The bargaining power of suppliers is a force which is actually changing substantially today due to the global market economy and the deconstruction of trade barriers. Here, the power to set prices previously retained by suppliers is eroding in the face of reduced costs of production opening in developing contexts. According to the research by Narayanan & Fahey, the study “highlights the need to turn the spotlight on laws governing rivalry, a relatively under-explored topic in emerging economies, and the effectiveness of different network strategies.” (Narayanan & Fahey, 2005) Distinctions from one market to another in terms of oil consumption bear a significant influence on this force.

Indeed, the increasing scarcity of oil, as demonstrated by the Whitehall source cited above, is promoting a price index which is increasingly less sustainable in the context of a consumer economy. The impact which this is having on both environment and economy coalesces into a condition which may soon be at an end. The world oil supply is genuinely waning, and in concert with a consumption pattern that is in many industrial contexts only growing to greater excess.

With respect to the threat of substitute products, Porter identifies such competitive considerations as the idea of diversifying markets in order to reduce this danger. The means taking on more fuel-efficient approaches to design that may counterbalance impacts imposed by the instability of oil markets.

This is also important in light of a final of Porter’s Five Forces, which compels the successful organization to assess the level of competition already present in an industry. This will require the evaluating organization to determine which competitors are already successfully entrenched in more innovative and ‘green’ auto designs, which are growing in market share for adopting such innovations and which are shrinking for failing to do so. The power of this knowledge should allow an organization to make constructive decisions about segmenting its own approach to a market which still depends on fossil fuels but which is also showing a will for change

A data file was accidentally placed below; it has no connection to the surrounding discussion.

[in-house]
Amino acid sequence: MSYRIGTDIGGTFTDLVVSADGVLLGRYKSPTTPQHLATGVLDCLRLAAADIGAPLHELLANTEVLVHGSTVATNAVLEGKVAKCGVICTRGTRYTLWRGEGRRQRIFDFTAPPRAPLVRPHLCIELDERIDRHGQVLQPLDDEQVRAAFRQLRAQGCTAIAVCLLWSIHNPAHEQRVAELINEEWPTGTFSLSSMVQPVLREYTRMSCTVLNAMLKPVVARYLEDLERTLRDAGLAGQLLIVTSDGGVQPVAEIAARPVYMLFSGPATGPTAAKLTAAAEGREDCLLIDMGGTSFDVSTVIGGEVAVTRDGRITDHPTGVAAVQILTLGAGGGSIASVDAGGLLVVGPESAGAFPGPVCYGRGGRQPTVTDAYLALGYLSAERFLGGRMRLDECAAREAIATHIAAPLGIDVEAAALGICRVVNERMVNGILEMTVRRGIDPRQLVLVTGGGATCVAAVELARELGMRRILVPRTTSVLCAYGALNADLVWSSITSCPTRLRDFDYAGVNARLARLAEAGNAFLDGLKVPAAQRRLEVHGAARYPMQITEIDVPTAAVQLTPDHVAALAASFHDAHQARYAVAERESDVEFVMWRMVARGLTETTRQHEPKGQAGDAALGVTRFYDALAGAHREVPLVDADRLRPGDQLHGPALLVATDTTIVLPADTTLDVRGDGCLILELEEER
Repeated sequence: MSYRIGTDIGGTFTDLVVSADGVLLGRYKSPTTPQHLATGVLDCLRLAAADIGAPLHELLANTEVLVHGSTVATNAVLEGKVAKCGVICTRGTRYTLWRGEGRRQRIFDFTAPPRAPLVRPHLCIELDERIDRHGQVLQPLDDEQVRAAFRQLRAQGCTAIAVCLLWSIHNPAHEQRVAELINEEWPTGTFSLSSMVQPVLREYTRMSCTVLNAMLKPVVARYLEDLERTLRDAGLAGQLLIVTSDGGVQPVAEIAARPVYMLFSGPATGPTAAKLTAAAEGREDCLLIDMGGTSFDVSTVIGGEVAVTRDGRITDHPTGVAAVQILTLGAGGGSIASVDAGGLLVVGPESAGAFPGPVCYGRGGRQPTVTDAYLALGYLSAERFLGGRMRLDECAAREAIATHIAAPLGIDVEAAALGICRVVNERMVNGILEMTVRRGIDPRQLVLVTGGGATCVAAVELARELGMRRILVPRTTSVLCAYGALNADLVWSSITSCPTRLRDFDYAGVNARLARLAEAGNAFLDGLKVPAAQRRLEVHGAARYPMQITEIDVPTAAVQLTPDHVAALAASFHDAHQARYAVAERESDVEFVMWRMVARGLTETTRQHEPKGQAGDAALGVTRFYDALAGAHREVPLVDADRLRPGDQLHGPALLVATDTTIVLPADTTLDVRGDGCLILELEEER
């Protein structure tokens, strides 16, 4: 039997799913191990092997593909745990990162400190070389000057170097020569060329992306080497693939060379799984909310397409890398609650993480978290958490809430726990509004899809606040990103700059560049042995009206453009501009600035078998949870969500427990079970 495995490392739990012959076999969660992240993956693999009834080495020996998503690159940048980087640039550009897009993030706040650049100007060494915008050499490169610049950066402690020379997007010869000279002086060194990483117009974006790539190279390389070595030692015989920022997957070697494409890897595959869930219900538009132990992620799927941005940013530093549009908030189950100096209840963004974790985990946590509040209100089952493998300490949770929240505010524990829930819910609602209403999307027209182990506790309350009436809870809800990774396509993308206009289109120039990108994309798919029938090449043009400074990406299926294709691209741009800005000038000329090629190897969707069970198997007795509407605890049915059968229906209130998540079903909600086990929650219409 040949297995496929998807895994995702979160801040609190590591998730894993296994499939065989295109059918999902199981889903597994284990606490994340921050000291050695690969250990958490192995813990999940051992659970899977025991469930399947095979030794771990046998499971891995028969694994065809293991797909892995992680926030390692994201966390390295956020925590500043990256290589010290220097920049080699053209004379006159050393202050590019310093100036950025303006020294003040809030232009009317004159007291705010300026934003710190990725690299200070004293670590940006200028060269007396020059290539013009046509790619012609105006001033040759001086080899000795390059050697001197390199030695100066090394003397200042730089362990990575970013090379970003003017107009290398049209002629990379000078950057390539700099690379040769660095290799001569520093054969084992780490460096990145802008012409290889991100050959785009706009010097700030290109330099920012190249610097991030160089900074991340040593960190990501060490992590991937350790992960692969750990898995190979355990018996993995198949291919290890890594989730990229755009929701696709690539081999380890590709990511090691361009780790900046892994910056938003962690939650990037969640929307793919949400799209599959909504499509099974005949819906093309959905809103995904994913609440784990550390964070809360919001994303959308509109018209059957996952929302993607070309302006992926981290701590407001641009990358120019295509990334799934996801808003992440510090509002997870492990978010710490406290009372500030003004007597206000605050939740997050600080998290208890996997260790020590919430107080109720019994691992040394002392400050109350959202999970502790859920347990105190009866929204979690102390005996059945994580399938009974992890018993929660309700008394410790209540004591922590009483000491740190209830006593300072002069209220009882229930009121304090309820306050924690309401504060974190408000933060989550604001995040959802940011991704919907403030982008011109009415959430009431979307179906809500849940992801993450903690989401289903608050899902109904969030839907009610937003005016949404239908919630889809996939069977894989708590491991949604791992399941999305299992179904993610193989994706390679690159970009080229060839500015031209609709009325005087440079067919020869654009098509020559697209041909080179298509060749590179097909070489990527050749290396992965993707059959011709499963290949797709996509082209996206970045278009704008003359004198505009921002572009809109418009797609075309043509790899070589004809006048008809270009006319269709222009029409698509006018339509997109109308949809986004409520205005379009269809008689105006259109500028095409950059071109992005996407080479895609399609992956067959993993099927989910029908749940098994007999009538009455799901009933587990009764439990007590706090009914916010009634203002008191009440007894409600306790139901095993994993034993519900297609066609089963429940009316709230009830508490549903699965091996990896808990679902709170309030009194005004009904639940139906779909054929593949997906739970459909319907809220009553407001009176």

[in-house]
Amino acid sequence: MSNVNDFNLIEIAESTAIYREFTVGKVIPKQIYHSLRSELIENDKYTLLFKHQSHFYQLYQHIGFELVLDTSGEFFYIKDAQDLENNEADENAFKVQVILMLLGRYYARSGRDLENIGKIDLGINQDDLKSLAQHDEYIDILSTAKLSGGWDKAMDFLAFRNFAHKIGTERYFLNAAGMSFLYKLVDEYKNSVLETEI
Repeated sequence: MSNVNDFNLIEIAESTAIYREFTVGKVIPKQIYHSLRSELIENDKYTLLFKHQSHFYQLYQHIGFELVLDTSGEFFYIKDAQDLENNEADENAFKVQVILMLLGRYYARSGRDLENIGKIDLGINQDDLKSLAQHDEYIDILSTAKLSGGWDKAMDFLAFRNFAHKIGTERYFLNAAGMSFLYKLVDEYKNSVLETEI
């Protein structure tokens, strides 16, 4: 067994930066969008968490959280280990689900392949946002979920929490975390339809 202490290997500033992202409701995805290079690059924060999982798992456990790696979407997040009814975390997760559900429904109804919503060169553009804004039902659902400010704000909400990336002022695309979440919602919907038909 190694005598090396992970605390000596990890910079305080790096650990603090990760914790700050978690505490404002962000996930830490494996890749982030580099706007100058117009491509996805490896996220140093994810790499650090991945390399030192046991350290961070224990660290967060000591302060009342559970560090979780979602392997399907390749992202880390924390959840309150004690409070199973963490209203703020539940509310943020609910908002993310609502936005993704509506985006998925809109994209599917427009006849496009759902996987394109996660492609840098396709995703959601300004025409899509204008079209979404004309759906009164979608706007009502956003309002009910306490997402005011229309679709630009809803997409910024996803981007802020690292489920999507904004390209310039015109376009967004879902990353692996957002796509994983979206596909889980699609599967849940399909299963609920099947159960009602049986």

The business imperative is therefore to make a change in practices that prefigures the inevitable tipping point toward the collapse of the petroleum industry. Indeed, “Weber tells us that the eventual electrification is necessary for a number of reasons. He says: ‘climate change is a fact,’ and that: ‘peak oil, maximum oil production could come as early as 2020.’ it’s this, as well as technological advancement and customer acceptance of alternatively powered vehicles that is pushing Mercedes ahead with its plans for an alternatively powered future.” (Fortune, 1)


This underscores a social imperative for industry leaders and automakers to participate more responsibly in the usage, manufacture and distribution of fuel efficient technology. In addition to the economic motives for a shift to more sustainable research and development practices, the environmental realities predicated by our dependency on oil suggest a clear need also for private sectors to proceed with a social conscience as they define future operational processes.

Works Cited:

Energy Information Administration (EIA). (2007). Country Energy Profiles. U.S. Department of Energy (U.S.DoE, 1). Online at

Fortune, K. (2009). An Insider’s View: Merc’s Future Green Technology. Yahoo! Cars. Online at

Gore, a. (2006). An Inconvenient Truth. Paramount Classics.

Online at

Narayanan, V.K. & Fahey, L. (2005). The Relevance of the Institutional Underpinnings of Porter’s Five Forces Framework to Emerging Economies: An Epistemological Analysis. Journal of Management Studies, 42(1), 207-223.

Porter, M.E. (1998). Competitive Advantage: Creating and Sustaining Superior Performance. Simon & Schuster.

Smit, P.J. (2000). Strategic Planning Readings. Juta and Company Limited.

Whitehall, J.K. (2008). Get on the Other Side of the Pump. Jutia Group. Online at